FIG. 2 illustrates the imagesetter of FIG. 1 having a control wedge box installed for testing chemicals within the processor; and

FIG. 3 is a detailed perspective view of a portion of the imagesetter of FIG. 1 having a control wedge box installed for testing chemicals within the processor.

DETAILED DESCRIPTION OF THE PREFERRED EMBODIMENTS

FIG. 1 is a schematic view of selected portions of an imagesetting system 1 including an internal drum imagesetter 10 and an on-line wet chemical processor 12. An "on-line" processor is defined here to mean a processor which is physically connected or proximate to the imagesetter so that media is automatically transferred from the imagesetter to the processor in accordance with a predetermined sequence of operations. The imagesetter 10 includes: a media supply cassette 11 which supplies a photosensitive media 8 as a web; drum input rollers 6; an imaging drum 14; drum output rollers 15, web cutters 16; a first sensor 17; a transfer buffer 18; a second sensor 22; and a programmable controller 3. The controller 3 automatically controls and runs the programmed sequence of operations of the imagesetting system 1. The processor 12 includes a pair of input rollers 20.

After imaging, the media 8 is transferred from the drum 14 to the transfer buffer 18 via drive rollers 15. The media is transferred through a media path from the drum 14 which in this example is defined as the media path traversing from the rollers 15 to the opening 23 between the platens 21. After a predetermined length of the media 8 passes by the sensor 17, the cutters 16 cut the media. The sheet of cut, imaged media entering the transfer buffer 18 continues being drawn into the transfer buffer 18 by drive rollers 34 until the trailing edge (not shown) of the sheet is in the vicinity of the opening 23. A next section of the media 8 is now positioned in the drum 14 and ready for imaging. The operations of the imagesetting system 1 are controlled by a pre-installed software program in the controller 3. Moreover, the web supply roll 11 of FIG. 1 may be replaced by a source of precut sheets of media.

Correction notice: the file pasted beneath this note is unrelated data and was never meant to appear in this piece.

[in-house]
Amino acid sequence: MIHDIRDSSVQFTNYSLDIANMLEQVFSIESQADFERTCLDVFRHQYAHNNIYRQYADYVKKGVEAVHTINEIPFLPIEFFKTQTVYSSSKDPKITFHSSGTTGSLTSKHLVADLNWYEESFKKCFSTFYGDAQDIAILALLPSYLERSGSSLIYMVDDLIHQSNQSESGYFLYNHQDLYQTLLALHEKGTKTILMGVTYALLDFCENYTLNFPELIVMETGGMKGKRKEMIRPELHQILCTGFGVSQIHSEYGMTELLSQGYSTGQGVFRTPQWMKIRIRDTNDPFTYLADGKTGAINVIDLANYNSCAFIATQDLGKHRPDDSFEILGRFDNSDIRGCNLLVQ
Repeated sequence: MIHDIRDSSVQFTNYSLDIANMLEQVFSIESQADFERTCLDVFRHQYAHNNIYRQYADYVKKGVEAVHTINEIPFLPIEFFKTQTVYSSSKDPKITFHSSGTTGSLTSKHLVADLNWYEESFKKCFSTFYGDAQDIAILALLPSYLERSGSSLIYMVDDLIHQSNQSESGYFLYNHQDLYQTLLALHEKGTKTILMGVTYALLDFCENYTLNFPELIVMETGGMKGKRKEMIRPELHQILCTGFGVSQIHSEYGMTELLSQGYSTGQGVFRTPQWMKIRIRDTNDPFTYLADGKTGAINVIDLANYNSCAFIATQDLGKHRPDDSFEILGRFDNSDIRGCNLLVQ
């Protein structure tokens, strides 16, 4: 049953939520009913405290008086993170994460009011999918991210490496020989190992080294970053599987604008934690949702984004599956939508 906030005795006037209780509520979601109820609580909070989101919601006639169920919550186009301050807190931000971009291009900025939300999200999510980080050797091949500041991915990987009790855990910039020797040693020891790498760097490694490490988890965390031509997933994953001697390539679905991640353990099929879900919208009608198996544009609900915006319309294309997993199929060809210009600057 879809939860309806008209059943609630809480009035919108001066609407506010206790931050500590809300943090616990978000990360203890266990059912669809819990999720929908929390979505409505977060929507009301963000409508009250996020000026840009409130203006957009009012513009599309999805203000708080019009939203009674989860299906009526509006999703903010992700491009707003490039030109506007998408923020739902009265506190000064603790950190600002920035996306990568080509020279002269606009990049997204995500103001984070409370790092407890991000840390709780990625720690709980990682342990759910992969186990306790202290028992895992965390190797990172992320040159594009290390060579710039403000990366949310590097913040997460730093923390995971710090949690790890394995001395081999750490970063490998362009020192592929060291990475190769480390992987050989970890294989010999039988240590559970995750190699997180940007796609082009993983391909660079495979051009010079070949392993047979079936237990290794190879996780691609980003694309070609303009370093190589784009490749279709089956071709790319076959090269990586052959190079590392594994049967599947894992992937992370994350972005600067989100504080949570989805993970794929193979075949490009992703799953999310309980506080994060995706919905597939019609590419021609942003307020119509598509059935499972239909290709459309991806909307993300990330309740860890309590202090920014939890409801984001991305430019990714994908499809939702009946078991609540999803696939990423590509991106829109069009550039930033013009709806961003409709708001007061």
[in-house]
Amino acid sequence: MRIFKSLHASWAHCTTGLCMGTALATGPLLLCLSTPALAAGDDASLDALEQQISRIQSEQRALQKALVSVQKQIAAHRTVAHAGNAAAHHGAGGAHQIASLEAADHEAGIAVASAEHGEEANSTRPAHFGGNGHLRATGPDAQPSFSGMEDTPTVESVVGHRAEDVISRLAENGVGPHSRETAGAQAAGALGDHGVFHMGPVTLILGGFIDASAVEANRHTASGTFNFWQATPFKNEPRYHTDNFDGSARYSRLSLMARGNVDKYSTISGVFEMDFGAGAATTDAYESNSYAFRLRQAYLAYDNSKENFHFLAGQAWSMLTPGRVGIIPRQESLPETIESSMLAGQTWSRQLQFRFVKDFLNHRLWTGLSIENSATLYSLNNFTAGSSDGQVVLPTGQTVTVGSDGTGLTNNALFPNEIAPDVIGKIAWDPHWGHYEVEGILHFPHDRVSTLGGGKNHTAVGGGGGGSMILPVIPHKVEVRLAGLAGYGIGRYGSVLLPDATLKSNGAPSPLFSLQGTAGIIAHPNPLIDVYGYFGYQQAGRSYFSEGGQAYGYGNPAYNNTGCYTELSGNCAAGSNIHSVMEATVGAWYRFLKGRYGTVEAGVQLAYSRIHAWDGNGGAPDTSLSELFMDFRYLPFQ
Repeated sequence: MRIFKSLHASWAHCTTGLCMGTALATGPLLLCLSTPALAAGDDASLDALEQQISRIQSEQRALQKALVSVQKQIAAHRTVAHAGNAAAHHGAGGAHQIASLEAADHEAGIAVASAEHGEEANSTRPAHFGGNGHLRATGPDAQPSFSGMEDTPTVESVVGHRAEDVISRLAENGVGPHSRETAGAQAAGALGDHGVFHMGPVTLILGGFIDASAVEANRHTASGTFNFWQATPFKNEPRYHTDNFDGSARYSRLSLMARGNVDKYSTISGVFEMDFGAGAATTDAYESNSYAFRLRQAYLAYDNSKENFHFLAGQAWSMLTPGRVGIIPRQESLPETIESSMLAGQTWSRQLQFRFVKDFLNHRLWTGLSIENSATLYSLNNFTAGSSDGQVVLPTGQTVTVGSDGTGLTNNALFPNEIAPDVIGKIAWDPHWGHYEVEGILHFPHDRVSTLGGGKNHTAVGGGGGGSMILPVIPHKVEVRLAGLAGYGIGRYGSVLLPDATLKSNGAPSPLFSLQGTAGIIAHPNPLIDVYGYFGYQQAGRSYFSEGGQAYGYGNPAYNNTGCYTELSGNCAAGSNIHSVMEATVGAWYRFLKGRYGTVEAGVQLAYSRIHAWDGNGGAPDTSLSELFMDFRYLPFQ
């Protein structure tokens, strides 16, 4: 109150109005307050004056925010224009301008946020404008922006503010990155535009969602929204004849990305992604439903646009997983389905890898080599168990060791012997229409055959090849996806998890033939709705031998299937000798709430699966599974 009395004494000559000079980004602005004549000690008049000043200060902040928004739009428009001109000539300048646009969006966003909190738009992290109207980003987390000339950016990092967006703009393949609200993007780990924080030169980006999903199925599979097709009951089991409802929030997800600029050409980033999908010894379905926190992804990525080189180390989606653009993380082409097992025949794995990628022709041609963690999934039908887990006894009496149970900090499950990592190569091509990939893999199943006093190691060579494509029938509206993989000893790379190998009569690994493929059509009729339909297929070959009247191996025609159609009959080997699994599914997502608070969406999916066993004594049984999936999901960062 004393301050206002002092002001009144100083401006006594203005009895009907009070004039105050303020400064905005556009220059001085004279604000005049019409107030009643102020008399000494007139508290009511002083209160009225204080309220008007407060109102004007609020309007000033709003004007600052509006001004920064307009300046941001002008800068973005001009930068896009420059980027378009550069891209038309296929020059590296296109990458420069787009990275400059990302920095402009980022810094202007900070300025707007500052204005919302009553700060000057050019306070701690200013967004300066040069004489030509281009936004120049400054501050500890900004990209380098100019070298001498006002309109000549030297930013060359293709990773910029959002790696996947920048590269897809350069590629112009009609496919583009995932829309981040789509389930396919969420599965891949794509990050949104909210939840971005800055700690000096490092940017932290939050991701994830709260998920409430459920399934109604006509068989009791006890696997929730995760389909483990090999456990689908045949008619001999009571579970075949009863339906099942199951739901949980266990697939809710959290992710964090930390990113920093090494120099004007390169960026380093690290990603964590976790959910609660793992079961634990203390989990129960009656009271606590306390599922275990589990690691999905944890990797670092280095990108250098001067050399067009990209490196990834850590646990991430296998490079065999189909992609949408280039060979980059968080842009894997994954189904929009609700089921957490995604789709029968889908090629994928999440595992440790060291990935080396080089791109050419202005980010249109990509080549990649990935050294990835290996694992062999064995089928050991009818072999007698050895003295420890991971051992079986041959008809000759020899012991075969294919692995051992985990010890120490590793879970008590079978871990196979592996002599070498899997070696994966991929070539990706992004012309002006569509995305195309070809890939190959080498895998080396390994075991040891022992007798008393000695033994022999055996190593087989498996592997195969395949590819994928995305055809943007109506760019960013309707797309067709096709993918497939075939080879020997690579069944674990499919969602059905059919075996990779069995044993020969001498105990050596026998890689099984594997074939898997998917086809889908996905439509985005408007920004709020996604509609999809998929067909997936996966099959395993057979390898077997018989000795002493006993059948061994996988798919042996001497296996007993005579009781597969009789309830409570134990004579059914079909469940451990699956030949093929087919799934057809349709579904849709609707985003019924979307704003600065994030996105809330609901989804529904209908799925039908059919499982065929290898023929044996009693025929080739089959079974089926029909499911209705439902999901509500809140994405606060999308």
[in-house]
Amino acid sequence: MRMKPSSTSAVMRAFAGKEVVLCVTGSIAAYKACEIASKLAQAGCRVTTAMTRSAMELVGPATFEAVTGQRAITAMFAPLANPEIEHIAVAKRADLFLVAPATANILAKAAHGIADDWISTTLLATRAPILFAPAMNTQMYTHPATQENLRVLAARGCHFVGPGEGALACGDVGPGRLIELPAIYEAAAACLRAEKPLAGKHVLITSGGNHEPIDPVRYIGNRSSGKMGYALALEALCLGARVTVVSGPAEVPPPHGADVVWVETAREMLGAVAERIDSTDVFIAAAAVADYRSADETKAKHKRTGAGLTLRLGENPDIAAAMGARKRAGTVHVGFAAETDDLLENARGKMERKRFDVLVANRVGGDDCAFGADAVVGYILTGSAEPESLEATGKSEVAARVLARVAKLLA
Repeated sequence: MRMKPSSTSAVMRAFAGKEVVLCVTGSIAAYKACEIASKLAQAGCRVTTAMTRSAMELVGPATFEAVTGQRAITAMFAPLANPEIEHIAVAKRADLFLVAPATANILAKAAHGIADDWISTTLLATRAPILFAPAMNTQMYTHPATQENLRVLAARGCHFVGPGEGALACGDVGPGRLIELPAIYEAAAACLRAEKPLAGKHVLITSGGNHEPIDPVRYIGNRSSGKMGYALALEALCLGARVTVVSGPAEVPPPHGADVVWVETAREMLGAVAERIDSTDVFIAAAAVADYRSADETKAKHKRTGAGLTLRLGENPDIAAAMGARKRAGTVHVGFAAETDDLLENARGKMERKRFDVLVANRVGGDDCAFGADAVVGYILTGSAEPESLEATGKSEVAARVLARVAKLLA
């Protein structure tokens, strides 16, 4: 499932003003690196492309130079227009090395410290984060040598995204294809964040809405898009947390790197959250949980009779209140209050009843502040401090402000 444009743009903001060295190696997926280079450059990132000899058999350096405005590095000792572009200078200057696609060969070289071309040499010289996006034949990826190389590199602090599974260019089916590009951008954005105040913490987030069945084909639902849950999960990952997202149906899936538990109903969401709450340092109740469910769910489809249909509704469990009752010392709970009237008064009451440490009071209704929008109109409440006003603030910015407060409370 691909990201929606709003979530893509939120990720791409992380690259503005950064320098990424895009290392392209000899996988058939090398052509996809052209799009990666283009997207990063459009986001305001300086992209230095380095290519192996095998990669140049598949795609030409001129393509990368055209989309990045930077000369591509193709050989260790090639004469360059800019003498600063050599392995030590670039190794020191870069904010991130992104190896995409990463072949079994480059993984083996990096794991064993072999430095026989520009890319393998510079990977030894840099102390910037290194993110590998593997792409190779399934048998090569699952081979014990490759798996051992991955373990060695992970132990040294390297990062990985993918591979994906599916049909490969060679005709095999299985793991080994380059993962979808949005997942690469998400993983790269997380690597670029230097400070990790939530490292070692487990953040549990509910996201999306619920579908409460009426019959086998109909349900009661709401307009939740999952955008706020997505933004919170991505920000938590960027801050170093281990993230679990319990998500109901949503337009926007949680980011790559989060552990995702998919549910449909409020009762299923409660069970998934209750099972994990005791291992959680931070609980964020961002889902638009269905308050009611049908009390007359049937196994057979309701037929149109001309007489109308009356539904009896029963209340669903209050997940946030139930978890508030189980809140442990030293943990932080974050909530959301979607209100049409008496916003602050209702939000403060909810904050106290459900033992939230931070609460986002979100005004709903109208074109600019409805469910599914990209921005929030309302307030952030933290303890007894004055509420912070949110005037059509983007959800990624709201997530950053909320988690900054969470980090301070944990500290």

During operation of the imagesetting system 1 of FIG. 1, a portion of the media 8 resident in the media supply cassette 11 is drawn onto the internal drum surface 9 of the drum 14 via drive rollers 6. A laser imaging system (not shown) transfers and records an image onto the media resident within the drum. The laser imaging system typically includes a laser diode located at or near the main central axis of rotation of the drum on a carriage that allows translation along the drum axis. The output beam from the laser diode is scanned by a rotating mirror across the media on surface 9 in successive circumferentially extending bands or paths referred to as scan lines. The laser diode output beam exposes specific pixel locations of the media along those scan lines to form the desired image. Since the imaged media is associated with a single color component of the image, the laser diode is turned-on or off for those pixel locations that contain that color component, depending on whether a positive or negative image is being generated.